Tradesman Insurance

Set up your own business in 5 steps

A guide to the 5 simple steps required to get your business off the ground and earning money.

  • By Paddy Compare
  • 15 September 2021

Starting a new business in Ireland can seem like a formidable task but by following this simple guide we aim to help you set up your new business in just five easy to follow steps. Of course, there are many factors involved in setting up a new business and this guide serves to outline some of the more important factors for which you should consider.

Step 1: The BIG idea

The first and often the hardest step involved in setting up any business is coming up with an innovative idea. Innovation is defined as creating and introducing something new. So if you have thought of a new process, new design, product or service that has a readily available market, then you could be well on your way to creating your new business start-up.

Step 2: Structure of your business

Once you come up with the idea the next important question to consider is how to structure your business. There are three very different legal structures that you can choose from and whichever one you select will depend on your business activities. You can set up a business as a sole trader, partnership or limited company.

  • Sole trader: It is relatively easy to set up as a sole trader and such a structure offers greater flexibility as the trader is not restricted by company law obligations. As a result there will be lower professional costs involved in respect of annual filings and you will only need to complete your annual tax return. The main disadvantage is that there is no limited liability protection and so if your business fails, your personal assets could be used to pay any debts. You must register as a self employed person with the Revenue Commissioners and also register your business name with the Companies Registration Office.
  • Partnership: A partnership is typically formed when two or more individuals come together to form a business. Perhaps the partners have a common goal, or realise that their strengths complement each other and so running a business together makes good commercial sense. The partners share responsibility and decision making and as a result get their own share of the profits. The disadvantages however are that if the business fails the partners’ are jointly and personally liable for the debt. A partnership agreement should be carefully drawn up by a solicitor in all cases.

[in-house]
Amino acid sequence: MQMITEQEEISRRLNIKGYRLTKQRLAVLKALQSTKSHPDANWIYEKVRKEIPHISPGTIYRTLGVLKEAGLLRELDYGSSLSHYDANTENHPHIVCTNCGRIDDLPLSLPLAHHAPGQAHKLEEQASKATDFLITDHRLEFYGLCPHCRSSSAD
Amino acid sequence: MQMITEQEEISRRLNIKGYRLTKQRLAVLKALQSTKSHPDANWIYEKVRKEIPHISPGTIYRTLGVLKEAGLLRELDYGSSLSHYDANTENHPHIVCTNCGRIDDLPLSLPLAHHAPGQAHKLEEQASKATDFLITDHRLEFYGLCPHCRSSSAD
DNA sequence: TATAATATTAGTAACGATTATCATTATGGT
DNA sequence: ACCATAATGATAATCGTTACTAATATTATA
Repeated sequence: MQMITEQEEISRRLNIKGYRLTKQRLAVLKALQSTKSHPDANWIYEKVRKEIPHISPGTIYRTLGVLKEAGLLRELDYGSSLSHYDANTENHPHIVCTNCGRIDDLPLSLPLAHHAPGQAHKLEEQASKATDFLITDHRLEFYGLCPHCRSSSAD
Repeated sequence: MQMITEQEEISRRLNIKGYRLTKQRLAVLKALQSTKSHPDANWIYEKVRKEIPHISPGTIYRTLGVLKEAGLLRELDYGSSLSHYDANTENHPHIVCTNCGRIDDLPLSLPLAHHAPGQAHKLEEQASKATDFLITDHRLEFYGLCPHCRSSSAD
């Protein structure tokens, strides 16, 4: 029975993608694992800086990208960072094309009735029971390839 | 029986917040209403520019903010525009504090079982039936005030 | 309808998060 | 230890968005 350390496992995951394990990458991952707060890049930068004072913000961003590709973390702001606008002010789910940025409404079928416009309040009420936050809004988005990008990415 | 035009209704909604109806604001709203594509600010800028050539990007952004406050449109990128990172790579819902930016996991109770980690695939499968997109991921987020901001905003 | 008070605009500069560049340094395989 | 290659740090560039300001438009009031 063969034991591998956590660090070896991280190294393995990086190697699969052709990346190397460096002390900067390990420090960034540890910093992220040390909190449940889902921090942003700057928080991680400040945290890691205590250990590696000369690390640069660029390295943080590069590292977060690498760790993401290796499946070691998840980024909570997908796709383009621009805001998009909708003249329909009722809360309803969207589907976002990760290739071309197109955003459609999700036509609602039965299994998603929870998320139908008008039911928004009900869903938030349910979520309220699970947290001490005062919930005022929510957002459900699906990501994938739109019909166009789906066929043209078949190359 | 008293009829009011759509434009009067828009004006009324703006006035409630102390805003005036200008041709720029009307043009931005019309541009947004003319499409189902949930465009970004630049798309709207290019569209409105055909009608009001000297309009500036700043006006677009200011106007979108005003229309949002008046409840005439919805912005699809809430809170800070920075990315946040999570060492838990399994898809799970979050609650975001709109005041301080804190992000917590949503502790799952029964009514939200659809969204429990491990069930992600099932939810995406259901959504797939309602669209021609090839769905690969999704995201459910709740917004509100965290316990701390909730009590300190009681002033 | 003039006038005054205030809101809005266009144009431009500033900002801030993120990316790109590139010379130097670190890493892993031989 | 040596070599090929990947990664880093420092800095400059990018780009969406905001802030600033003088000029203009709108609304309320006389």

• Limited company: A company is a separate legal entity and therefore the individual owner will be better protected with limited liability. If the company gets into difficulty the creditors of the business will only be able to come after the assets of the company as opposed to the personal assets of the individual. The limited company also offers greater potential for raising finance, trade expansion and future planning. A company will only be taxed on profits and at the much lower rate of corporation tax as opposed to the personal tax payable as a sole trader or partnership. Professional costs will be higher and the company must register and file annual accounts with the Companies Registration Office (CRO).

In many cases a person will commence as a sole trader and then incorporate at a later date. However if large profits are anticipated from the offset it maybe more beneficial to incorporate straight away. Whichever structure you choose make sure that it is right for you and your business activities, it could be the most important decision you ever make.

Step 3: Funding

Funding is arguably one of the most important aspects of running a successful and sustainable business. First you must understand how much money you need to start up and where you are going to source it from. Do you plan to use your own money as an initial investment or make use of other finance options. Depending on the size and future plans of the business you should consider using an accountant or an adviser.

Very important to meet cash commitments and if you have a loan – may require security in form of property or business assets or personal guarantee. Cash is king in a business.

  • Business bank account required.
  • Understand how much money you need to start-up
  • Explore your finance options when starting-up
  • Decide if you need an accountant or an adviser
  • Understand how to set up a record-keeping system
  • Use your own money to start-up
  • Raise finance from family and friends
  • Raise finance from outside investors or other sources to get started
  • Understand the basics of business banking
  • Find out what to do if you’re refused finance
  • Meet your financial commitments
  • Business insurance

Step 4: Tax

Step 5: Business plan

Every business is different and so no one business plan fits all. Business plans can be very complex with over 50 pages but often some of the best plans can be written up on just one A4 page. Download a sample template here...

  • SMART goals
  • SWOT analysis

What will be your unique selling point? What will give you that competitive advantage and edge over your competitors?

Do you have a dream, want to be your own boss, or work for yourself? Don’t be a sayer, be a doer, go for it and achieve your goals. We all learn from our mistakes and some of the most successful people in the world have learned from their mistakes and made it big as a result. Final line – GO FOR IT!! People who don’t do it regret.

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